Tel: (818) 347-9665 PST

Wednesday, July 31, 2013


CHRISHING OUR VALLEY             2013

Dick Van Patten
1991 honors  program Pacific Pioneer Broadcasters at Sportsmen's Lodge
Gift to The Museum of the San Fernando Valley from Barbara Silva 2013

Sherman Oaks actor and entrepreneur Dick Van Patten has led an amazing life. He has been in 27 Broadway plays, starred in six television series and sixteen motion pictures. Van Patten helped to bring Natural Balance Pet Foods to the marketplace.

Tuesday, July 30, 2013

Brand Library & Art Center receives $9.5 million renovation

The 5,000-square-foot home of Leslie Coombs Brand are being brought back to life as the Brand Library & Art Center. It has been occupied since 1956. The $9.5 million upgrade is more than halfway complete and  the library's reopening slated for around spring of 2014.
The graceful origins of a historic Glendale landmark are being re-created as part of an extensive facelift worthy of any Hollywood star.

Elaborate Victorian-era stencils of cherubs and birds. The rich color palette of a bygone era. Tiffany leaded-glass windows. And an ornamental pedestal embellished with the monogram of the wealthy Glendale pioneer who built the hilltop mansion.

Read more about it:

 Brand Library

Art Ginsburg dies at 78; founder of popular deli in Studio City

Art's Deli and Restaurant became a hotbed for the entertainment industry as well as a neighborhood institution.

Art Ginsburg was quoted one time that the deli's huge photos of pastrami and corned beef platters were "Jewish pornography." 

Using family recipes and an investment of $3,000, he opened Art's Deli — "where every sandwich is a work of Art" — on June 22, 1957.

Read more on Art Ginsburg:


CHERISHING OUR VALLEY             2013

Among recent gifts to The Museum of the San Fernando Valley from Barbara Silva are these images of the founding of the historical museum at Los Angeles Valley College in July 1976. The museum has been recently moved to the second floor of the new library of the college.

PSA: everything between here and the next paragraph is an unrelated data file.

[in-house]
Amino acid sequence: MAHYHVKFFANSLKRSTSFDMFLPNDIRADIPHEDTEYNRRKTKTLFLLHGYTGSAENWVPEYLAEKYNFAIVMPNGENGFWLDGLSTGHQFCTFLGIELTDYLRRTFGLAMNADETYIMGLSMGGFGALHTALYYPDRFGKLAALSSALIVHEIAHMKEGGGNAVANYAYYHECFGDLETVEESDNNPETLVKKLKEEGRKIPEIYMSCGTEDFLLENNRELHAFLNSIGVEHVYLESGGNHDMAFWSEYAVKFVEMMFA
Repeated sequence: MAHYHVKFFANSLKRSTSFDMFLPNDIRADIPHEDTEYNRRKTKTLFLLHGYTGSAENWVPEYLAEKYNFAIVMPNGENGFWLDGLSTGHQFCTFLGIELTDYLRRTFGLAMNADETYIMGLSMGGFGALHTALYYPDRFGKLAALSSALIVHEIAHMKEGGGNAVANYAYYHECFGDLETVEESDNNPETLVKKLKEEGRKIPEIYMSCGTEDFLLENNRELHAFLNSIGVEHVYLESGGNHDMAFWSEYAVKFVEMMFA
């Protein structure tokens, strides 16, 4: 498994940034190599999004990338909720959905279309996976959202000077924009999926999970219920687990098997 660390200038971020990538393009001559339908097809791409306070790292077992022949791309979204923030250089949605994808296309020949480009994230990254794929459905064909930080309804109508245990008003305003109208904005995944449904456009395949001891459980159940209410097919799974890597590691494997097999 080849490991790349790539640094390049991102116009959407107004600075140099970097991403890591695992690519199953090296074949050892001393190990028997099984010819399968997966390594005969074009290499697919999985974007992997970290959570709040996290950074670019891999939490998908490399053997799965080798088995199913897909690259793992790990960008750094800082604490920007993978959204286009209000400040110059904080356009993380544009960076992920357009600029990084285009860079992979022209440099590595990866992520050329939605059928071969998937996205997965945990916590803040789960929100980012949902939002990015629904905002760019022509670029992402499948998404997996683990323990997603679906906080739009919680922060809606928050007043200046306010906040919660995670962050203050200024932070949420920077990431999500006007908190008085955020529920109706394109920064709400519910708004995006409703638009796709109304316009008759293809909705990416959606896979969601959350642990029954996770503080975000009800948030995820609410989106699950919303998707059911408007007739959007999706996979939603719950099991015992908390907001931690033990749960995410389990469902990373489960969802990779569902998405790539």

Los Angeles Herald Express July 25, 1976.  " Old photo map of San Fernando Valley, being examined by Francisco Avila and Mrs. Stanley Petit, is among the 1000 pictures and maps of the Valley on exhibit in Los Angeles Valley College historical museum."

"Also on display are old newspapers with articles relating to the Valley, and news cameras used in photographing its happenings."

"Chester Tayloe, president of the museum board of directors, has made several scale model railroad displays for exhibit."

The historical museum at L.A. Valley College was formed in 1974 by professor of history Dr. James Dodson. Over the years, Austin Conover a member of the museum's board evolved into the director of the museum. "The museum was "first housed in the college's library, it later was moved to ... Bungalow 15 on campus, which happens to be the structure used as an office building when the college opened 25 years ago (1951)."
In 1976, Francisco Avila was vice president and Dr. Dallas Livingston-Little was secretary-treasurer.

The Museum of the San Fernando Valley grew out of the historical museum at Valley College.

Monday, July 29, 2013